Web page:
Why I’m Giving Up on The Walking Dead

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Warning: this post contains mild spoilers for season three of The Walking Dead.

When I first heard the announcement that The Walking Dead comics were going to be made into a TV show I was thrilled. Zombie movies always end just as the story begins to grapple with how one survives psychologically and physically in such a terrifying environment over the long term and this franchise was created specifically to answer that question. While I’d recently given up on the comics when they crossed the gore line I assumed the TV show would tone down the gross out factor and concentrate on the lives of the (un?)lucky survivors.

Growing up my church taught us to be selective about the types of media we consumed. My youth group leaders warned that some images are tough to get out of your mind. They were thinking of sexually explicit content, of course, but rarely violent video games or movies would be trotted out as examples as well.

As I slowly deconverted from Christianity I started testing all of the things I’d been taught about human nature and the world. Some assumptions turned out to be true, others didn’t.

It came as a surprise to learn that, at least for me, violent, gory content matters. Without giving away spoilers for fans of this show, seeing people tortured and killed every week – even if it’s obviously a situation that could never happen in real life – raises my adrenaline levels and provides fodder for vivid nightmares. Rather than marvelling at the special effects, makeup or stunt work that went into making that scene possible I imagine myself rushing to help the victim and watching them either die or recover slowly over several gruelling months. The ability to jump into what is in this case such a bloody narrative changes the way I interact with the world…and not for the better.

Incidentally I have no problem watching graphic sex scenes on shows but the despair these characters feel after months of ceaseless violence isn’t entertaining to this viewer.

So I will stop watching The Walking Dead this spring. They have a few more episodes to change my mind as I prepaid for the entire season but given the dark places the comic books have gone I don’t think the TV show is going to stray far from that path.

0 Responses to Why I’m Giving Up on The Walking Dead

  1. I also have a very hard time getting violent images out of my mind, especially ones associated with scary movies. I know you enjoy zombie movies, but for me, that is one genre that I simply cannot handle. For the most part, I enjoy reading about/watching vampires and werewolves (again depending on how graphic the content is), but for some reason zombies really creep me out.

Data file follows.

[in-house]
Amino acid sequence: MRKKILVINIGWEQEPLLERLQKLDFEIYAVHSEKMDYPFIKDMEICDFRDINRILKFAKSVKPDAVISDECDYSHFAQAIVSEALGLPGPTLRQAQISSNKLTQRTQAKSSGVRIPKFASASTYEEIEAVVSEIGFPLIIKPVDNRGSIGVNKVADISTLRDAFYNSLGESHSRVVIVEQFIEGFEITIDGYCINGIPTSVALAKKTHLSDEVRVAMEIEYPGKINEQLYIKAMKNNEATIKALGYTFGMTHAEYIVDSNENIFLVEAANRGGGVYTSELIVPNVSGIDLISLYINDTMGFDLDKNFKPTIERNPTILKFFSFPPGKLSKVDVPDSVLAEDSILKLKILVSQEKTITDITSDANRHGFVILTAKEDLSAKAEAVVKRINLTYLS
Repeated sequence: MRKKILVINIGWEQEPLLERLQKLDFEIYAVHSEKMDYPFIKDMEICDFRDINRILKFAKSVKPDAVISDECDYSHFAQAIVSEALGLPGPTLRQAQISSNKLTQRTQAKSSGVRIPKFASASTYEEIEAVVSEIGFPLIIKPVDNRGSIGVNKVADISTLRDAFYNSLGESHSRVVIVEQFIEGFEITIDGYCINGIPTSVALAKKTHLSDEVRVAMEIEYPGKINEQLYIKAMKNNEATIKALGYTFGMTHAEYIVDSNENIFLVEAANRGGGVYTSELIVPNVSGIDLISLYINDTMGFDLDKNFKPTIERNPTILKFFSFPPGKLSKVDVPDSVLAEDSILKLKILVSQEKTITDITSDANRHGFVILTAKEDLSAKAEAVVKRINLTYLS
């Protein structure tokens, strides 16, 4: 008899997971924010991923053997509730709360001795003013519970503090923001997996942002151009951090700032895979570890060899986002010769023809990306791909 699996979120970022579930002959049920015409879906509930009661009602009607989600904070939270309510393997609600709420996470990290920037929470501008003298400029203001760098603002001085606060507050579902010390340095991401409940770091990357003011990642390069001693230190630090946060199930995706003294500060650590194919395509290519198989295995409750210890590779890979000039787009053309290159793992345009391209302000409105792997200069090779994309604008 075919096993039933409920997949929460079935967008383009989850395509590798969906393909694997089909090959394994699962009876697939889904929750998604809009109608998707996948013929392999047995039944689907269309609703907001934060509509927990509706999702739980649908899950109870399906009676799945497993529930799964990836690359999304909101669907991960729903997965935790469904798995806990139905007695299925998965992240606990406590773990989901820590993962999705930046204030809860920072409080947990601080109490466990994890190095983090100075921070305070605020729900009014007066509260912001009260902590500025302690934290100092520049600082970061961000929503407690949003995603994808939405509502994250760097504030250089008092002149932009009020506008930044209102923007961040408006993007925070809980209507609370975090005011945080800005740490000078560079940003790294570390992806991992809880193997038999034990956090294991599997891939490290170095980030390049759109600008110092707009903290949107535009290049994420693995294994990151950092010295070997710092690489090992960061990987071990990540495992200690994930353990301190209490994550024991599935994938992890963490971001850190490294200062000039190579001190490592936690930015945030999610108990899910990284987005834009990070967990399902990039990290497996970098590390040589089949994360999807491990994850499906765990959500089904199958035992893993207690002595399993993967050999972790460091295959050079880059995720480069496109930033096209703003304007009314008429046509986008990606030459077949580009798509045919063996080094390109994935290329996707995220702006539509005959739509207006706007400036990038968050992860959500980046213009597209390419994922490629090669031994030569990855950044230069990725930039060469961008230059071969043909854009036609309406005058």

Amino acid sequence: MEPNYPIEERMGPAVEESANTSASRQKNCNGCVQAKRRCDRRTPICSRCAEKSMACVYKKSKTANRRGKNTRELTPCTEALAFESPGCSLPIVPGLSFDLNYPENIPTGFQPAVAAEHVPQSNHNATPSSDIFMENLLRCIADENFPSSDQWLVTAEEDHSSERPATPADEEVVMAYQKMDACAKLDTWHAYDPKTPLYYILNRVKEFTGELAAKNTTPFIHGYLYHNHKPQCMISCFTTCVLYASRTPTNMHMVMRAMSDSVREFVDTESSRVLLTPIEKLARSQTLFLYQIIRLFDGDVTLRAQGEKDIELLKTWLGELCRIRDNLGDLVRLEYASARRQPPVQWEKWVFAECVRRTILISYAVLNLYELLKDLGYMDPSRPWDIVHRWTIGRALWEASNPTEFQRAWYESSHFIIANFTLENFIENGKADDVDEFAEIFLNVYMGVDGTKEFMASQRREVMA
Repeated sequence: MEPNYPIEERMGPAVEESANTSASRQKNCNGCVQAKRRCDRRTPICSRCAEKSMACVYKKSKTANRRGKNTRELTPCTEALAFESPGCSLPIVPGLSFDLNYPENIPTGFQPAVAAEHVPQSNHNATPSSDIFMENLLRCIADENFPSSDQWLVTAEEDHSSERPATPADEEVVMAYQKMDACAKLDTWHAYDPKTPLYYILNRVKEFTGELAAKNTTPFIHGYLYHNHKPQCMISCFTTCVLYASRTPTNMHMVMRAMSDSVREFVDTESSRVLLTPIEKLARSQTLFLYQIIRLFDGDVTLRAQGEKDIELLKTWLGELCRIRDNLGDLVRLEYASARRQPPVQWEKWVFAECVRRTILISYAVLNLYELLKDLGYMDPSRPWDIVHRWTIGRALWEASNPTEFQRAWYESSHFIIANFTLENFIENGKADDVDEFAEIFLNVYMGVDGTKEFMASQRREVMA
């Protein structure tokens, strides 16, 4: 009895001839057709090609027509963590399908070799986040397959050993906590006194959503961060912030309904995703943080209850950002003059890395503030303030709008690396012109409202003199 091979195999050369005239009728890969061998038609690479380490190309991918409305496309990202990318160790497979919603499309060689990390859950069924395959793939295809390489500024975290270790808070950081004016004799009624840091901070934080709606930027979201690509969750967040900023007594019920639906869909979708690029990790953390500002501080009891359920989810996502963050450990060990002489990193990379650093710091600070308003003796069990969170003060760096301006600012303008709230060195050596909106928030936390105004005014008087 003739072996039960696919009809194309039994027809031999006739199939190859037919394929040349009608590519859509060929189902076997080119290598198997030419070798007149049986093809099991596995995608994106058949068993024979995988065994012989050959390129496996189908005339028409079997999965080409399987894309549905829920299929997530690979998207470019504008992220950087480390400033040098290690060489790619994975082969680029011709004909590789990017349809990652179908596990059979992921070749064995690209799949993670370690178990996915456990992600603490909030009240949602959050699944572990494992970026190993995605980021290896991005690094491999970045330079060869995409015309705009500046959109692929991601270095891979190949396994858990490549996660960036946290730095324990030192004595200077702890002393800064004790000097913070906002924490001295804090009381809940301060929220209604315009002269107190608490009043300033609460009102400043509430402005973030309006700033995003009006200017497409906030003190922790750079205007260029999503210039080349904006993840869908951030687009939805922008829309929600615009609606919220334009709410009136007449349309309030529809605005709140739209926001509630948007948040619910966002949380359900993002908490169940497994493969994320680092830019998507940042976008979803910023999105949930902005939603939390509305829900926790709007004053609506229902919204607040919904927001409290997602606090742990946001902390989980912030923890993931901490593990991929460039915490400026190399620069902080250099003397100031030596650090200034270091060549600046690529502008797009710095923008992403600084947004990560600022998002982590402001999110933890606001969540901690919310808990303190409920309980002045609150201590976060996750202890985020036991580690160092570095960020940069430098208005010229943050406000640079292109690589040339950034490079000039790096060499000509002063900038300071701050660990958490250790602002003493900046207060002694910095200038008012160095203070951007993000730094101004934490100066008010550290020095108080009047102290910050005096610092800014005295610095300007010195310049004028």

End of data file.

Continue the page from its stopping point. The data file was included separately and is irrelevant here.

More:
Anyway, I’ve discovered that after I go to bed, I continue to think about the situation and, like you, find myself trying to fix it in my mind. Consequently, I don’t get much sleep and can have nightmares for weeks.

    • Interesting, I actually find vampires more disturbing than zombies. Somehow it seems scarier to be pursued by a monster that can talk, think and plan ahead than one that wanders around aimlessly.

      But I agree that how graphic the story is makes a big difference. I’ve seen some authors write extremely gory, violent portrayals of vampires/zombies and others that treat them like slightly overgrown but ultimately harmless pets. 😛

      • So true! I’m always amazed at how different authors can handle the same basic subject matter. I’ve read a lot of books about vampires and they are all over the map. It all started back in high school when my boyfriend, now my husband, let me borrow a copy of Interview with a Vampire. Anne Rice’s vampires are the standard in my mind. She managed to strike an interesting balance of menace and humanity in her vampires. I suppose I’ve been a bit obsessed ever since. 🙂

        Anyway, I see your point about vampires being scary because they can deliberately chase after someone. However, since they are capable of thinking maybe that makes them a little less scary because they can (possibly) be reasoned with? Or that they might not have entirely lost their humanity? I think part of the reason I find zombies so scary is precisely because of the lack of control. If that makes any sense.

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